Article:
Newspaper article The Journal (Newcastle, England)

MINI Cooper

Newspaper article The Journal (Newcastle, England)

MINI Cooper

Article excerpt

Byline: Ian Donaldson

YOU really wouldn't want to be a designer on the next MINI model.

Change almost anything and voices will be raised in protest. Don't do anything, and someone else will complain.

Best then to just get on with things and let modern thinking help where it can, but otherwise keep the essence of MINI intact.

Which is what the team tasked with the latest version of the MINI hatchback has done. It looks a lot like the outgoing model (if a bit longer, wider and taller) and drives like, well... a MINI should.

In the process, the MINI has grown up a bit. It now takes a more mature approach to things like room in the rear (big enough for a couple of adults without a squeeze) and rides like the powered skateboard of fond memory, but with a new-found layer of comfort added.

Some will say it's too big to honour the MINI ideals, others will counter that we're bigger than adults of half a century ago and rather like our cars to keep us safer in an accident too, inevitably adding bulk in the process.

Yes, you can't win. What the sceptics need is a decent drive in the latest MINI Cooper, tested here and easily good enough to turn the sneer of a modern MINI unbeliever into a deposit at the nearest dealership.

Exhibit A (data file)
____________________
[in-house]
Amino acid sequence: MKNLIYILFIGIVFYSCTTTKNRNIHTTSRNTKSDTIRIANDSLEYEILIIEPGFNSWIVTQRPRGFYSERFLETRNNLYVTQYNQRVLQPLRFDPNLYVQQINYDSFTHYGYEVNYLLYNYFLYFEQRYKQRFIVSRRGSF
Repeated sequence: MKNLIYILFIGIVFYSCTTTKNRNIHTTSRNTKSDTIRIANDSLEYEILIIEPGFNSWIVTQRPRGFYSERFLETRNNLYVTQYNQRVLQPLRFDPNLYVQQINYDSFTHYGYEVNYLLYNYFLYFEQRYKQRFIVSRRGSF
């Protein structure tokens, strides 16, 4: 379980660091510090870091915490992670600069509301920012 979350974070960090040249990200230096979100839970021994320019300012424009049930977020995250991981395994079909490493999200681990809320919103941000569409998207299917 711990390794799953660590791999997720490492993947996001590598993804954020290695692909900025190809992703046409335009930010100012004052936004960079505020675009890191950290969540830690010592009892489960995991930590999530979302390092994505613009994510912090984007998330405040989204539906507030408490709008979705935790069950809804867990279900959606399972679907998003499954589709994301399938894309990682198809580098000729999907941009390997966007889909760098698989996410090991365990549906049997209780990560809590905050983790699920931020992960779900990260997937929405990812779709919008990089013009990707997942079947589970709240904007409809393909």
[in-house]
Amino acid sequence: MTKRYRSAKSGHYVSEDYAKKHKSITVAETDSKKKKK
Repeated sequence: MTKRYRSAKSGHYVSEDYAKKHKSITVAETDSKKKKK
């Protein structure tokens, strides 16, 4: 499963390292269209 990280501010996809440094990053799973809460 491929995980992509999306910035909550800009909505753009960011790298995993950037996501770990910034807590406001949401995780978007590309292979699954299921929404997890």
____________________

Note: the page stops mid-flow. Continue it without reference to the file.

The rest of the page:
Everything you can see, and everything you can't, is new with this latest model, including a three-cylinder engine that adds a properly sporty note to proceedings while producing a car that's eager to perform.

It's a car that simply begs to be driven with vigour, when it turns into a proper little fun car, complete with positive steering and gearchange and the sort of ability to change direction that's more driver's thought process than muscle movement.

That, above all, shows the bloodline of the MINI continues unbroken from mark one in 1959 to mark three today. Except passengers get a much better deal nowadays and the car won't be falling to pieces around you.

Today's car, as well as being so much faster than the first ones (wildly so, actually) also uses less fuel in the process. …

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